Friday, December 19, 2014

Tis The Season For Angels


                                               Tis The Season For Angels                  

As the Christmas season approaches we tend to become more introspective.  We gently peel away the tender layers of the soul in the present to regard the many complex textures of the past.

And since the strongest memories are usually our fondest, we tend to remember the times of love, happiness, togetherness and contentment.  This is especially true during the holiday season when our hearts and minds are attuned in a truly miraculous way, for our souls are able to turn both inward and outward, feel the compelling need to love and cherish the reunion and reaffirmation of family, while becoming more sensitive to the joys or sadness or plight or need of the most casual passerby.

It has often been said that man, at his best, is listening to the voices of his better angels.  I certainly believe that to be true.  Although I struggle with the precepts of organized religion and intellectually joust with the firm and unyielding biblical doctrine, I know with my heart's certainty that God does indeed exist and that Jesus walked this earth and did indeed try to promote the love and understanding so necessary for peace among men to endure.

And so it is so very fitting that we honor the birth of one of our greatest angels.  My belief in angels has  become so forcibly strengthened as one and another of my loved ones have passed to that distant shore.   But each one of them has cared enough to look back at their loved ones left behind to extend a spiritual sign that all is well and this estrangement is but fleeting; that one some unknown day we shall meet again.

Let us celebrate the birth of Jesus and let us be thankful for this opportunity to once again form the family circle; to talk, to argue, to feast, to laugh, to huddle together in the protective and loving arms of "family".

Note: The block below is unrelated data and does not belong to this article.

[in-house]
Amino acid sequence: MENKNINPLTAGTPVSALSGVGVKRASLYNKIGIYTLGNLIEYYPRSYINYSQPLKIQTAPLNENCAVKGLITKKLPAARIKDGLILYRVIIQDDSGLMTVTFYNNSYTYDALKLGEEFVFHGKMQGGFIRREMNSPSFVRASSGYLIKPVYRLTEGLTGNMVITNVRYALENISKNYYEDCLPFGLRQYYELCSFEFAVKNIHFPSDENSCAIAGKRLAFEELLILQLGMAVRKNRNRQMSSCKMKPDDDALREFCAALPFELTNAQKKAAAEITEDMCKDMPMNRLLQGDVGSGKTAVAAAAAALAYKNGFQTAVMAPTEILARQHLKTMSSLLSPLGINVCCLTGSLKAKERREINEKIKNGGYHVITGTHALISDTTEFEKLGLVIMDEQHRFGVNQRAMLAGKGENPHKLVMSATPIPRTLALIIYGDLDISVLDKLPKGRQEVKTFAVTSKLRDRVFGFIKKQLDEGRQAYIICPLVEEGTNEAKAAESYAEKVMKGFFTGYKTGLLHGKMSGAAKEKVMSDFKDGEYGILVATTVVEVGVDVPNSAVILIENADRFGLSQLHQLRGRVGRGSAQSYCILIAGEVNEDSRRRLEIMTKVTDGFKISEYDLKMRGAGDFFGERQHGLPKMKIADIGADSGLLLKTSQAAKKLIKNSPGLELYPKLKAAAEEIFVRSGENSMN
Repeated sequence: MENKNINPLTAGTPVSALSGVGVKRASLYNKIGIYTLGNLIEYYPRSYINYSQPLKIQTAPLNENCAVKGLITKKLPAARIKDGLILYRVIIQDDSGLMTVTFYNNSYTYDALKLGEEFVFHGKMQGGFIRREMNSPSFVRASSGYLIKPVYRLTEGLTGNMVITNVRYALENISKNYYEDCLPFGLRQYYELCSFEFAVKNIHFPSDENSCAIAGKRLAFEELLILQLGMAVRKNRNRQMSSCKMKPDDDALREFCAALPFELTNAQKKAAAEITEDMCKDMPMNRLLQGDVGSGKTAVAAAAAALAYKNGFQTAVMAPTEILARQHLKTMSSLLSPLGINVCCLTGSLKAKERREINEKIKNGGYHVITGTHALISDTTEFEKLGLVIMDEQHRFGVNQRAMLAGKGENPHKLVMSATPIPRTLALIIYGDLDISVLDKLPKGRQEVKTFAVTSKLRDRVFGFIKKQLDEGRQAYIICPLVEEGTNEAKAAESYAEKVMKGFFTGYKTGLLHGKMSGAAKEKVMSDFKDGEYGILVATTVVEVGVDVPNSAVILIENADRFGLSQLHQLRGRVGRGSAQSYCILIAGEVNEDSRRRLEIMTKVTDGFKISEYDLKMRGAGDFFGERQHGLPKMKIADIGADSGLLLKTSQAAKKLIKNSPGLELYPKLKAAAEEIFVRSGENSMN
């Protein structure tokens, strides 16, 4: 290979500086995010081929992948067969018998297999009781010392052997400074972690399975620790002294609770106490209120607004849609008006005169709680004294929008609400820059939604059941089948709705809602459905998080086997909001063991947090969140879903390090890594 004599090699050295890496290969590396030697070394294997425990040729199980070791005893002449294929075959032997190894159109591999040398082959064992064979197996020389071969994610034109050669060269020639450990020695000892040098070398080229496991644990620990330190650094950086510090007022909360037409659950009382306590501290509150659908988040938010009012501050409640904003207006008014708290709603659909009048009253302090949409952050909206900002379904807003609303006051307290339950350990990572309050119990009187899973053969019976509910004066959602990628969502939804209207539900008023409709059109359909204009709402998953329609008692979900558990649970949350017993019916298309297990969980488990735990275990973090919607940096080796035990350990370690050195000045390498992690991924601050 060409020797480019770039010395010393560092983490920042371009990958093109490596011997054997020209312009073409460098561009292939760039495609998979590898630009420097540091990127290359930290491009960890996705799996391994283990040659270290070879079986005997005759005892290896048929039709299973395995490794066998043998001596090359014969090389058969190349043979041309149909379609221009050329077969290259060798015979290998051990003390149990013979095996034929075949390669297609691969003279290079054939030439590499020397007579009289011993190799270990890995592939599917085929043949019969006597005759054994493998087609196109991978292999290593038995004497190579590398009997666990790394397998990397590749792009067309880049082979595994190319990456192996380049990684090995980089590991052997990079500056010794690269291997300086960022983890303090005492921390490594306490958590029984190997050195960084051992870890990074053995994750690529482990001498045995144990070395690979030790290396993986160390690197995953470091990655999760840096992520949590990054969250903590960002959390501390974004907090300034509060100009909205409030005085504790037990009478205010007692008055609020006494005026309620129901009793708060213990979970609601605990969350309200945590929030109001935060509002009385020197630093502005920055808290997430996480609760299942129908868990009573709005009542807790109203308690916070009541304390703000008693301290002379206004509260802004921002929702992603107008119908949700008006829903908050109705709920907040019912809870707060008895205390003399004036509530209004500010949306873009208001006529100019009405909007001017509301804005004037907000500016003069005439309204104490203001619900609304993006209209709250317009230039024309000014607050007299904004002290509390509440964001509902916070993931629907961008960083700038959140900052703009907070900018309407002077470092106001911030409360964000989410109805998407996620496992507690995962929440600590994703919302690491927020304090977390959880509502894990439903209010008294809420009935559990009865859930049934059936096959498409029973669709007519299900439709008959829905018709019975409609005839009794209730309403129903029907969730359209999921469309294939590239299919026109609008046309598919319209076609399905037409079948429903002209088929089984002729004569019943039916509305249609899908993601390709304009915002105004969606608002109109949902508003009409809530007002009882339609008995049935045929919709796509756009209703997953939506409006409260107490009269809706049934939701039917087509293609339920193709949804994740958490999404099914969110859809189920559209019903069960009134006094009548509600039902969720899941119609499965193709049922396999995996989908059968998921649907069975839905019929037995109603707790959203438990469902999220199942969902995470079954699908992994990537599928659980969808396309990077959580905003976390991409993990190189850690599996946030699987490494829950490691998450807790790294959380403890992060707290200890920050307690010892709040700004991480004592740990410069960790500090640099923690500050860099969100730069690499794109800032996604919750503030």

But let us also celebrate and honor our angels who were once a part of our lives; who, whether we note it or not, are continuing to look over our shoulder and strive to protect us and strengthen us against the fiercest of life's storms.  Let us not forget them, in this holiest of seasons...or for all the days of our lives.

As we all navigate life's treacherous waters we should certainly exult in our triumphs and our joys, while recognizing that not all who travel in the fragile vessel of fraternity and family will be there when we reach our final destination.  Some of us will succumb to the currents and be swept away long before the completion of the voyage.  So give an extra hug to mom or dad or grandma or grandpa; it may be your last chance to do so.   Give an extra hug and kiss for your children; ask anyone who has lost a child how dearly would they love to have one last chance to do so.

Let us try to love and honor each other for all the days that remain to us.  And let us celebrate those angels who, even now, stand over our shoulder, touch our hearts and souls and make us better than we might ever be.

After all, Tis The Season of Angels.


Jerry Carlin said...

glad to see the upbeat blogs and, yes, almost 40 years ago my very best childhood friend died on a construction accident and I was there. I have always felt a guardian angel close by ever since. Maybe not guiding me as much as preventing wrong turns and avoiding disaster.
Have a Happy Season and Very Merry Christmas, my friend!

A Modest Scribler said...

Goor morning, Jerry. Glad my blog made your heart lighter. I'm quite sure your friend has been there for you in all your many triumphs and defeats and is even now keeping an eye on you. Merry Christmas to you and yours, Jerry.

jr wojo said...

I read this post on Christmas eve just hours before being by my eldery mother's side as she passed. I shared it with my siblings, we all felt like it was written to console us. It spoke to us so much we used it in the pamphlet handed out at the funeral mass.

A Modest Scribler said...

jr wojo; I don't think I've ever had a better compliment than the one you just gave me. To know my words gave comfort to folks who were grieving is the greatest reward I could ever hope to have.